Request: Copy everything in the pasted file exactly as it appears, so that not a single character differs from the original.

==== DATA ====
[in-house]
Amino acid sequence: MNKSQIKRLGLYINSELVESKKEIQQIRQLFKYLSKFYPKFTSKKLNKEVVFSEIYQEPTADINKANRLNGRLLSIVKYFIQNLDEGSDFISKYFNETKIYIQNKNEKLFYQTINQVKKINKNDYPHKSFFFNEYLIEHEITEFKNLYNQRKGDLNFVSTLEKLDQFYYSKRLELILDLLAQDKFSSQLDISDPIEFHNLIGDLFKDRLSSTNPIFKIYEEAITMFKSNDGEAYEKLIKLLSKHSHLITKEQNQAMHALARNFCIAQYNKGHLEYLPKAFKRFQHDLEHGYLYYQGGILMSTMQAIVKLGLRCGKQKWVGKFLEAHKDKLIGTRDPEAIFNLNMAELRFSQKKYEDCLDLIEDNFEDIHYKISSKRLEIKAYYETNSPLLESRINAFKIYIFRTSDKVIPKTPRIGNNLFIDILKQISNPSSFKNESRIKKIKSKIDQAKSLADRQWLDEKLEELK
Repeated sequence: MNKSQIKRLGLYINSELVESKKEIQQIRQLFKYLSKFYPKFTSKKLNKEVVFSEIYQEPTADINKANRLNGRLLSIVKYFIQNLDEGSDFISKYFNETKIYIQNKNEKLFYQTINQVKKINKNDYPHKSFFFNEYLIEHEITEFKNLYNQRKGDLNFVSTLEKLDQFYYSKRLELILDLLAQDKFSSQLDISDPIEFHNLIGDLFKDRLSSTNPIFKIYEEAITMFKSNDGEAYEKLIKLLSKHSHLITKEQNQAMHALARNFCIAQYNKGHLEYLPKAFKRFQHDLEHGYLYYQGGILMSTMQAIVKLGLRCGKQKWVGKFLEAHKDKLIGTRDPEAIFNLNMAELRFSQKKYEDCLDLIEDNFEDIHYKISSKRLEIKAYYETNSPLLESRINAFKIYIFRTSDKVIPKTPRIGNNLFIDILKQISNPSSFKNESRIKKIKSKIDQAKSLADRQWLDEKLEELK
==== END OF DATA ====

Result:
[in-house]
Amino acid sequence: MNKSQIKRLGLYINSELVESKKEIQQIRQLFKYLSKFYPKFTSKKLNKEVVFSEIYQEPTADINKANRLNGRLLSIVKYFIQNLDEGSDFISKYFNETKIYIQNKNEKLFYQTINQVKKINKNDYPHKSFFFNEYLIEHEITEFKNLYNQRKGDLNFVSTLEKLDQFYYSKRLELILDLLAQDKFSSQLDISDPIEFHNLIGDLFKDRLSSTNPIFKIYEEAITMFKSNDGEAYEKLIKLLSKHSHLITKEQNQAMHALARNFCIAQYNKGHLEYLPKAFKRFQHDLEHGYLYYQGGILMSTMQAIVKLGLRCGKQKWVGKFLEAHKDKLIGTRDPEAIFNLNMAELRFSQKKYEDCLDLIEDNFEDIHYKISSKRLEIKAYYETNSPLLESRINAFKIYIFRTSDKVIPKTPRIGNNLFIDILKQISNPSSFKNESRIKKIKSKIDQAKSLADRQWLDEKLEELK
Repeated sequence: MNKSQIKRLGLYINSELVESKKEIQQIRQLFKYLSKFYPKFTSKKLNKEVVFSEIYQEPTADINKANRLNGRLLSIVKYFIQNLDEGSDFISKYFNETKIYIQNKNEKLFYQTINQVKKINKNDYPHKSFFFNEYLIEHEITEFKNLYNQRKGDLNFVSTLEKLDQFYYSKRLELILDLLAQDKFSSQLDISDPIEFHNLIGDLFKDRLSSTNPIFKIYEEAITMFKSNDGEAYEKLIKLLSKHSHLITKEQNQAMHALARNFCIAQYNKGHLEYLPKAFKRFQHDLEHGYLYYQGGILMSTMQAIVKLGLRCGKQKWVGKFLEAHKDKLIGTRDPEAIFNLNMAELRFSQKKYEDCLDLIEDNFEDIHYKISSKRLEIKAYYETNSPLLESRINAFKIYIFRTSDKVIPKTPRIGNNLFIDILKQISNPSSFKNESRIKKIKSKIDQAKSLADRQWLDEKLEELK